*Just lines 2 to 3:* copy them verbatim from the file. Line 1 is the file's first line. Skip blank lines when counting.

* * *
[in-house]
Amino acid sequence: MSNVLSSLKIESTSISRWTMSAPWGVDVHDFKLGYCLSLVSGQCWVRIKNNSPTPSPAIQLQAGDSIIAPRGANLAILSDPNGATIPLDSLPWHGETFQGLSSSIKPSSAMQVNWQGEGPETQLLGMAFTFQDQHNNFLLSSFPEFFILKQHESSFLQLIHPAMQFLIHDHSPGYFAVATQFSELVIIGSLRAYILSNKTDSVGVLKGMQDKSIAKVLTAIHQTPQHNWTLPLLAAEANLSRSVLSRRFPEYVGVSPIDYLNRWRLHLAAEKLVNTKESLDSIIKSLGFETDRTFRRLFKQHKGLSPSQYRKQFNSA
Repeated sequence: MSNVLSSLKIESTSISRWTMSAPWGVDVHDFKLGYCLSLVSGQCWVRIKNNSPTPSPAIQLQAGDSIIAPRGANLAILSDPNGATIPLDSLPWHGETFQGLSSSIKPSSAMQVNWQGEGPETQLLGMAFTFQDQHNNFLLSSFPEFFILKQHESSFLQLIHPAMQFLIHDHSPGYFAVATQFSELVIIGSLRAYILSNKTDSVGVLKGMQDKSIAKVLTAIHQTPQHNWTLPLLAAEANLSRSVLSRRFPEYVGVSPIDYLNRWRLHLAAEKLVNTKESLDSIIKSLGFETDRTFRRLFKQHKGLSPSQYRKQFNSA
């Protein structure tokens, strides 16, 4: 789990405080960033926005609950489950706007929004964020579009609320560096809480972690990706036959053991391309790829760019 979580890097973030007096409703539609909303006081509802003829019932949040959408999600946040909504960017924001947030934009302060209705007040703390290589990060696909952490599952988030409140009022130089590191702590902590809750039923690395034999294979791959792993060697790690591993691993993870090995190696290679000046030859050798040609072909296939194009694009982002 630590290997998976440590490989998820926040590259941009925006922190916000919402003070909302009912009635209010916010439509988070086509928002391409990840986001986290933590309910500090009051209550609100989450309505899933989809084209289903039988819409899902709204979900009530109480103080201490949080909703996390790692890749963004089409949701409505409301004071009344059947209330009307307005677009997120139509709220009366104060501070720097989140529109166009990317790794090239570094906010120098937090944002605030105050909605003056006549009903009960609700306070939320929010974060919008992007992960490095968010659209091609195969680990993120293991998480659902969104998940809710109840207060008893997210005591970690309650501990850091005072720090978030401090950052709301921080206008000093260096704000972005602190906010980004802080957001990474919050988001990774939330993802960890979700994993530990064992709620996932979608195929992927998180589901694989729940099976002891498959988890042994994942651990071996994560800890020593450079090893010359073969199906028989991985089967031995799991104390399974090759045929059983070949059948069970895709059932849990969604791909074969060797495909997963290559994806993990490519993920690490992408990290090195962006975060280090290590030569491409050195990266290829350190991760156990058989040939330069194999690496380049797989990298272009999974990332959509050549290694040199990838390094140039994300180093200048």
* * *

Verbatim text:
Amino acid sequence: MSNVLSSLKIESTSISRWTMSAPWGVDVHDFKLGYCLSLVSGQCWVRIKNNSPTPSPAIQLQAGDSIIAPRGANLAILSDPNGATIPLDSLPWHGETFQGLSSSIKPSSAMQVNWQGEGPETQLLGMAFTFQDQHNNFLLSSFPEFFILKQHESSFLQLIHPAMQFLIHDHSPGYFAVATQFSELVIIGSLRAYILSNKTDSVGVLKGMQDKSIAKVLTAIHQTPQHNWTLPLLAAEANLSRSVLSRRFPEYVGVSPIDYLNRWRLHLAAEKLVNTKESLDSIIKSLGFETDRTFRRLFKQHKGLSPSQYRKQFNSA
Repeated sequence: MSNVLSSLKIESTSISRWTMSAPWGVDVHDFKLGYCLSLVSGQCWVRIKNNSPTPSPAIQLQAGDSIIAPRGANLAILSDPNGATIPLDSLPWHGETFQGLSSSIKPSSAMQVNWQGEGPETQLLGMAFTFQDQHNNFLLSSFPEFFILKQHESSFLQLIHPAMQFLIHDHSPGYFAVATQFSELVIIGSLRAYILSNKTDSVGVLKGMQDKSIAKVLTAIHQTPQHNWTLPLLAAEANLSRSVLSRRFPEYVGVSPIDYLNRWRLHLAAEKLVNTKESLDSIIKSLGFETDRTFRRLFKQHKGLSPSQYRKQFNSA